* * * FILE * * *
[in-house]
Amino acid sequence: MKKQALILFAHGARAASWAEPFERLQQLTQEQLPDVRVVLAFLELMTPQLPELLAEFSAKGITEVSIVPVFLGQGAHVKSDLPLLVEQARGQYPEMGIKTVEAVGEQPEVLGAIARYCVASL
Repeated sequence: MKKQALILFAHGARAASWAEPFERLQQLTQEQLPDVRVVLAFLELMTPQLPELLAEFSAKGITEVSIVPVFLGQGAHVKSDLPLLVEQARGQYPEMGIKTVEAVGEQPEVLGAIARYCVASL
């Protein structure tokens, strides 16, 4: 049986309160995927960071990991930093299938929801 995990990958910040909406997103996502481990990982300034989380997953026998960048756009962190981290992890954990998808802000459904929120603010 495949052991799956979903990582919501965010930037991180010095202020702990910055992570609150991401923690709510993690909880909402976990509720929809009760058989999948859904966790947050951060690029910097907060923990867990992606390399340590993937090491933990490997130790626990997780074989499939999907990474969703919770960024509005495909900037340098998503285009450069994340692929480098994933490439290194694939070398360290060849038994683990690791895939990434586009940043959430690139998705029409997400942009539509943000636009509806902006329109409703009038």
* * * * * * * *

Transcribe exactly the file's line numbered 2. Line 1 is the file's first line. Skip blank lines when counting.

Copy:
Amino acid sequence: MKKQALILFAHGARAASWAEPFERLQQLTQEQLPDVRVVLAFLELMTPQLPELLAEFSAKGITEVSIVPVFLGQGAHVKSDLPLLVEQARGQYPEMGIKTVEAVGEQPEVLGAIARYCVASL